Carding, the practise of police asking to see identification from just about anyone they choose to ask is a method designed to keep our communities safe. Whether this technique works in apprehending individuals carrying out crimes or in reminding people that at any moment they could be asked to identify themselves, there is no doubt that this request is not carried out equally among Toronto’s residents. For instance, though Black Canadians comprise about 8 percent of Toronto’s population, they represent 23 per cent of all random cardings – about three times that of white people. Though recent regulations have come into place regarding carding, including officers being required to let the targeted individual know their rights, it’s hard to know what measures are effective in preventing racial profiling. Does your candidate have any ideas to contribute to this debate?

4. Does your candidate have a stance on the TPS budget? Does their stance include specific areas to spend on and others to save on? 

In 2013, Toronto Police Services had a net budget of $927,740.50–almost one billion dollars–which also includes lifeguard and crossing guard programs across the city. To some, there is never enough funding available to those on our city’s front line. To others, TPS represents a force that obstructs individual liberties while adding little to community safety. Having to pay such high amounts adds insult to injury.

Whichever way you look at it, Toronto’s population is increasing year over year and as such, there are more people to keep an eye on and more situations to respond to. Could there be a better way to handle add-on costs, such as lifeguard and crossing guard services? Should wages be frozen to help cover growing costs of technology, or should the budget be expanded to cover the needs of both officers and citizens? When costs are spread out to the community as in the case of paid duty services, there appears to be a decrease in use when the costs go up. Is there any way this can be mitigated so events can properly supervised?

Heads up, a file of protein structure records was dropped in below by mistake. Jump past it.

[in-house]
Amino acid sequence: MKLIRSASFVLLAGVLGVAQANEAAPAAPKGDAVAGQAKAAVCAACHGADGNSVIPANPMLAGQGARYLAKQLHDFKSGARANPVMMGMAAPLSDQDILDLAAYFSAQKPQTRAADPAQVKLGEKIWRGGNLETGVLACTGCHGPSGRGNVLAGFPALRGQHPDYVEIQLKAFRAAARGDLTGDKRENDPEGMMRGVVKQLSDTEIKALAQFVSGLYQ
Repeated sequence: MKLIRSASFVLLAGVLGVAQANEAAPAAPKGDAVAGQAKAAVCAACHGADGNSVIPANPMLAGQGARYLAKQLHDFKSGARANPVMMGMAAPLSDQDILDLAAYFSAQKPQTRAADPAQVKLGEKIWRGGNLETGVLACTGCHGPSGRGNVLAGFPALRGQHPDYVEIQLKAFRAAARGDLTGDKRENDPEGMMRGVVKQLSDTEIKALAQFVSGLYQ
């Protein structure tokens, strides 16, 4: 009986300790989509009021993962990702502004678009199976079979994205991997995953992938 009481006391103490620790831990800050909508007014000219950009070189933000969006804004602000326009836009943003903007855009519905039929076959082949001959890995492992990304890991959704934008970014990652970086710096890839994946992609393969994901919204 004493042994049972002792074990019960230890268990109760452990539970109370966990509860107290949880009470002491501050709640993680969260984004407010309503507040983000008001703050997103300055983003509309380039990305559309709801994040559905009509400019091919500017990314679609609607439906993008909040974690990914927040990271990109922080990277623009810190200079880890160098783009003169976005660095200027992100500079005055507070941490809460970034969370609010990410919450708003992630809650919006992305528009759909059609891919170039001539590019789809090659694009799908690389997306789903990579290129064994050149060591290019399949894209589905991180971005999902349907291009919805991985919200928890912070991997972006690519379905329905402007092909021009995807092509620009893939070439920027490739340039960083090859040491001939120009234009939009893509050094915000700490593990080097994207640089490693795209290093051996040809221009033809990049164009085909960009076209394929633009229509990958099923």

Finding a balance when it comes to community safety and those who enforce it can be difficult. It’s easy to say that you can’t put a price on health and safety but each year, requests are made to increase budgets, to increase benefits, to increase technologies designed to streamline procedures, and each year many of those requests are denied. The City doesn’t have infinite funds to cover all of the needs of this essential service. The candidates we elect, however, are the ones who decide what to spend on and where to save.

The 7 Deadly Myths of Online Violence Against Women

By Jessica Spence (@jmspence) and Steph Guthrie (@amirightfolks)

WiTOpoli does a great portion of its advocacy and activism work online. As part of this work, we have come to have a much better understanding of what happens online and have often been asked to speak about it. In preparation for these speeches, we learned a lot more than we bargained for. Given the dearth available on this subject, we thought it appropriate to share our work in hopes that more people will realize how serious a problem online violence is.